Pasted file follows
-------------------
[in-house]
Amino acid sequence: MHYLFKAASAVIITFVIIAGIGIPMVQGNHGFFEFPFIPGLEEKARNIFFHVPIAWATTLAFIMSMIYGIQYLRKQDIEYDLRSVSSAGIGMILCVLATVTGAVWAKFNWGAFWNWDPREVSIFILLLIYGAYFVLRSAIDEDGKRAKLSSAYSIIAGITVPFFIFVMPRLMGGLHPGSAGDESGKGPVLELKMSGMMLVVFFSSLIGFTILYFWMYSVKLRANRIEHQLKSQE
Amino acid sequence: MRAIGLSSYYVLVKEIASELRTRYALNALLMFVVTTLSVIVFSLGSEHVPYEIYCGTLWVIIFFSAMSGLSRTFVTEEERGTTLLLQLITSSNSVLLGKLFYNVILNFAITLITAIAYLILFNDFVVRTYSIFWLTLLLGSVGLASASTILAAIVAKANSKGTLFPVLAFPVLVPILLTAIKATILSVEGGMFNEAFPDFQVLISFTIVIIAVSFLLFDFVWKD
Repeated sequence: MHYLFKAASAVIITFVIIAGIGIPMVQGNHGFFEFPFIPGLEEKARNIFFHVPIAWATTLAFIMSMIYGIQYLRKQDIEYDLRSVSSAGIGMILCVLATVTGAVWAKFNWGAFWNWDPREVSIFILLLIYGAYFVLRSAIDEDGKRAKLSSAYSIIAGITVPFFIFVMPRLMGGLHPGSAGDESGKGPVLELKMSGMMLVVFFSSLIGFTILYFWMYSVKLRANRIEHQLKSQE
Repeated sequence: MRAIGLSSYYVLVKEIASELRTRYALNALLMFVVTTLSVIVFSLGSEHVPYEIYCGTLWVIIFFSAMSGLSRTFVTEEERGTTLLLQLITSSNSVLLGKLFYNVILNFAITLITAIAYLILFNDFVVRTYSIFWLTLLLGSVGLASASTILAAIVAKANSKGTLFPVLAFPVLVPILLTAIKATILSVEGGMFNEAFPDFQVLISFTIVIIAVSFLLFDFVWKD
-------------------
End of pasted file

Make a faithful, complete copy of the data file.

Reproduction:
[in-house]
Amino acid sequence: MHYLFKAASAVIITFVIIAGIGIPMVQGNHGFFEFPFIPGLEEKARNIFFHVPIAWATTLAFIMSMIYGIQYLRKQDIEYDLRSVSSAGIGMILCVLATVTGAVWAKFNWGAFWNWDPREVSIFILLLIYGAYFVLRSAIDEDGKRAKLSSAYSIIAGITVPFFIFVMPRLMGGLHPGSAGDESGKGPVLELKMSGMMLVVFFSSLIGFTILYFWMYSVKLRANRIEHQLKSQE
Amino acid sequence: MRAIGLSSYYVLVKEIASELRTRYALNALLMFVVTTLSVIVFSLGSEHVPYEIYCGTLWVIIFFSAMSGLSRTFVTEEERGTTLLLQLITSSNSVLLGKLFYNVILNFAITLITAIAYLILFNDFVVRTYSIFWLTLLLGSVGLASASTILAAIVAKANSKGTLFPVLAFPVLVPILLTAIKATILSVEGGMFNEAFPDFQVLISFTIVIIAVSFLLFDFVWKD
Repeated sequence: MHYLFKAASAVIITFVIIAGIGIPMVQGNHGFFEFPFIPGLEEKARNIFFHVPIAWATTLAFIMSMIYGIQYLRKQDIEYDLRSVSSAGIGMILCVLATVTGAVWAKFNWGAFWNWDPREVSIFILLLIYGAYFVLRSAIDEDGKRAKLSSAYSIIAGITVPFFIFVMPRLMGGLHPGSAGDESGKGPVLELKMSGMMLVVFFSSLIGFTILYFWMYSVKLRANRIEHQLKSQE
Repeated sequence: MRAIGLSSYYVLVKEIASELRTRYALNALLMFVVTTLSVIVFSLGSEHVPYEIYCGTLWVIIFFSAMSGLSRTFVTEEERGTTLLLQLITSSNSVLLGKLFYNVILNFAITLITAIAYLILFNDFVVRTYSIFWLTLLLGSVGLASASTILAAIVAKANSKGTLFPVLAFPVLVPILLTAIKATILSVEGGMFNEAFPDFQVLISFTIVIIAVSFLLFDFVWKD